I have posted there, so we will see. Btw clock freq is 40MHz so uC shouldnt be a problem
     
  6. ()blivion

    ()blivion Active Member

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    It's not 40Mhz per instruction BTW. It's 40Mhz *DIVIDED BY* 6 in x2 mode. This is because all instructions take 6 machine (clock) cycles to complete. So at 40MHz, you need 6.6[SUP]r[/SUP] instructions for every 1μs.

    !!!UNLESS!!! it is a heavily pipe-lined arch, which I don't think 8051 is.
     
    Last edited: Nov 26, 2012
  7. rascupanamuha

    rascupanamuha Member

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    By instructions you mean some useless code lines? Why cant i use #include <unistd.h> and usleep(x) function?

    i dont need anything precise, it is for led driving for display with 100 or more rows, so it could refresh faster than 1ms (because otherwise, it would be too slow)..
     
  8. ()blivion

    ()blivion Active Member

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    Instructions are the smallest steps that the microcomputer takes when following your program. When you send something into a C compiler, it gets turned into these steps. They are the smallest building blocks of software. It is similar to making molecules out of atoms, or projects out of Lego's™. You can't really make code that is "smaller" in the time domain than one instruction because that is the smallest thing we can control.

    The important point is that you can't see or work with them in just C usually. A simple line of C code like "printf("Hello World!\n");" may turn into ten, or two hundred instructions. You won't know until you look at the code the compiler gives you. Usleep(x) function for example is part of and entire library and the routine it's self may take up enough instructions that it couldn't possibly be fast enough. It may take several instructions just to call the thing.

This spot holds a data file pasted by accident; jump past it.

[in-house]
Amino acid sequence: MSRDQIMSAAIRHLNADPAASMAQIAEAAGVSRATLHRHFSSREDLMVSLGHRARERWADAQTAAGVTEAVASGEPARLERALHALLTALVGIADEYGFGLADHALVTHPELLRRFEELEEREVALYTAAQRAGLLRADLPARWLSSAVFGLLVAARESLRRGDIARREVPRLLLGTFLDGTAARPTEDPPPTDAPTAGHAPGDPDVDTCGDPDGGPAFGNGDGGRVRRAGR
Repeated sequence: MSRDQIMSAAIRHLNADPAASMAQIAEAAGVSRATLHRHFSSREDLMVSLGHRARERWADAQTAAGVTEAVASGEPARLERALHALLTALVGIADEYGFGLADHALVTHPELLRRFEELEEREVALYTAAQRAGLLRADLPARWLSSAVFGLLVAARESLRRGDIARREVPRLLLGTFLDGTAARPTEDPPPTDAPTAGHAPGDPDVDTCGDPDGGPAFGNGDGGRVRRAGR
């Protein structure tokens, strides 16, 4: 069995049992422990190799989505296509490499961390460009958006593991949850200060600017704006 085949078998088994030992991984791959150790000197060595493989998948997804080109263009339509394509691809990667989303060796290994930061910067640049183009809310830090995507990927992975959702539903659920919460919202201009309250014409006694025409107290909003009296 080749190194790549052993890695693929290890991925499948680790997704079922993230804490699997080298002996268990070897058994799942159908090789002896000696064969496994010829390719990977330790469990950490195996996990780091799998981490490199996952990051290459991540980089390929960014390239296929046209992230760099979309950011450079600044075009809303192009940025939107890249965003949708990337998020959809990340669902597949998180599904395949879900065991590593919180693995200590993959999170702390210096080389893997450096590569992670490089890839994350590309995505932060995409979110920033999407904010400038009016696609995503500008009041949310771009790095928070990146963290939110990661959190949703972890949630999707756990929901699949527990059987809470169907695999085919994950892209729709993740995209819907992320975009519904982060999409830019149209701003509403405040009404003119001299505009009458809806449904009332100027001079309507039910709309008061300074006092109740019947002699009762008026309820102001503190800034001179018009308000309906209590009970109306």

Some times you can do this by just not using a delay at all. At some point the system it's self will have a delay just by nature that you will be waiting for, and if you are smart you can take advantage of that. If you use one instruction that is automatically a delay of 100~200ns, no routine required.

    It really depends on EXACTLY what you're doing.
     
    Last edited: Nov 26, 2012
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  9. rascupanamuha

    rascupanamuha Member

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    Thank you very much. You were right !
    I did this: void A(int i) { ROW=15; COL=i; for ( k = 0; k < 50; k++);
    ROW=20; COL=i+1; for ( k = 0; k < 50; k++);
    ROW=15; COL=i+2; for ( k = 0; k < 50; k++);
    }

    So i got nice delay, and then i did this: for (i=-20; i<30; i--) {
    for (j=0; j<70; j++) {M(i);M(i+4);M(i+8);A(i+12);;}
    }
    so it could roll :)
    It is very fast, very easy, and i have very good resolution for speed now. I did this on my 8x12 matrix display, but it was also good with 1ms delay, but on 8x100 display it wouldnt be that good without this trick you showed me